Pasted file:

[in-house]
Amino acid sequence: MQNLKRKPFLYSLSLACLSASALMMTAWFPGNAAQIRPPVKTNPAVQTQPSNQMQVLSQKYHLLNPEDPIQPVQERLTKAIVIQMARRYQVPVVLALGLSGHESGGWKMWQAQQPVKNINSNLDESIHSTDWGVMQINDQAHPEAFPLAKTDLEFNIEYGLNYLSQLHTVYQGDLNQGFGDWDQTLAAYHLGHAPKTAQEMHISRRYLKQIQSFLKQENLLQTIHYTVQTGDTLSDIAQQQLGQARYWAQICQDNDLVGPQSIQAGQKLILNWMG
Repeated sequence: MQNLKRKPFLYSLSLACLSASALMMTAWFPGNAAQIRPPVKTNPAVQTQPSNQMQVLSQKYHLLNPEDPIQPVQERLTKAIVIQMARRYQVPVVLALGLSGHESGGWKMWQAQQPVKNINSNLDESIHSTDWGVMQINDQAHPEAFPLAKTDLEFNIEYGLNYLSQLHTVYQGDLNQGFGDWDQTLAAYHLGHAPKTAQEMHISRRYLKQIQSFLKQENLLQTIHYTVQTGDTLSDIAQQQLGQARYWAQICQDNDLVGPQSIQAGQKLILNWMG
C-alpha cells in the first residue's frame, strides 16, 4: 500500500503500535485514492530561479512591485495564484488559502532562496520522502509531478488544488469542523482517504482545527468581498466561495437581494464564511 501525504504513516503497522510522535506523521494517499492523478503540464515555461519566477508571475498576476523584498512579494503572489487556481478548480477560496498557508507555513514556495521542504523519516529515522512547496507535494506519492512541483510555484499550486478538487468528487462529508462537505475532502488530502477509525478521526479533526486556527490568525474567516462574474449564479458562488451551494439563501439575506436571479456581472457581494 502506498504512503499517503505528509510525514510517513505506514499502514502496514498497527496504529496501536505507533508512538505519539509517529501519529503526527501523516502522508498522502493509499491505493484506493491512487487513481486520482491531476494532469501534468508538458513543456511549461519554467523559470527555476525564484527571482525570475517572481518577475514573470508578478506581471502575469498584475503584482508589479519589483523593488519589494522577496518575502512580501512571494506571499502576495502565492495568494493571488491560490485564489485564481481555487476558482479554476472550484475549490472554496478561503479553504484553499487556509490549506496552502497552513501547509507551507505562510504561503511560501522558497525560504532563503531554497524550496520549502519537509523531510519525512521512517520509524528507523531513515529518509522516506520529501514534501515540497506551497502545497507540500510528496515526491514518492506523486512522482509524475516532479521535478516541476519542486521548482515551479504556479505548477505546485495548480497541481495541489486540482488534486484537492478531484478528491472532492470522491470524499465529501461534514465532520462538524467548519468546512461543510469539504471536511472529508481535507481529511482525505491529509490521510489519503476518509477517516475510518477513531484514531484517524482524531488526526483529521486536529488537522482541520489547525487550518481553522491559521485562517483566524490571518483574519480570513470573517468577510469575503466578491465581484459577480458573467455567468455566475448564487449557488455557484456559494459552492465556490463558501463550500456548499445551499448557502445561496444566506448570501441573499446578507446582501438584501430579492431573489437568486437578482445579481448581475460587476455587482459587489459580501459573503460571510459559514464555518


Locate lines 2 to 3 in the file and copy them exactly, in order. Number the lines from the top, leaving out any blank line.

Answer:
Amino acid sequence: MQNLKRKPFLYSLSLACLSASALMMTAWFPGNAAQIRPPVKTNPAVQTQPSNQMQVLSQKYHLLNPEDPIQPVQERLTKAIVIQMARRYQVPVVLALGLSGHESGGWKMWQAQQPVKNINSNLDESIHSTDWGVMQINDQAHPEAFPLAKTDLEFNIEYGLNYLSQLHTVYQGDLNQGFGDWDQTLAAYHLGHAPKTAQEMHISRRYLKQIQSFLKQENLLQTIHYTVQTGDTLSDIAQQQLGQARYWAQICQDNDLVGPQSIQAGQKLILNWMG
Repeated sequence: MQNLKRKPFLYSLSLACLSASALMMTAWFPGNAAQIRPPVKTNPAVQTQPSNQMQVLSQKYHLLNPEDPIQPVQERLTKAIVIQMARRYQVPVVLALGLSGHESGGWKMWQAQQPVKNINSNLDESIHSTDWGVMQINDQAHPEAFPLAKTDLEFNIEYGLNYLSQLHTVYQGDLNQGFGDWDQTLAAYHLGHAPKTAQEMHISRRYLKQIQSFLKQENLLQTIHYTVQTGDTLSDIAQQQLGQARYWAQICQDNDLVGPQSIQAGQKLILNWMG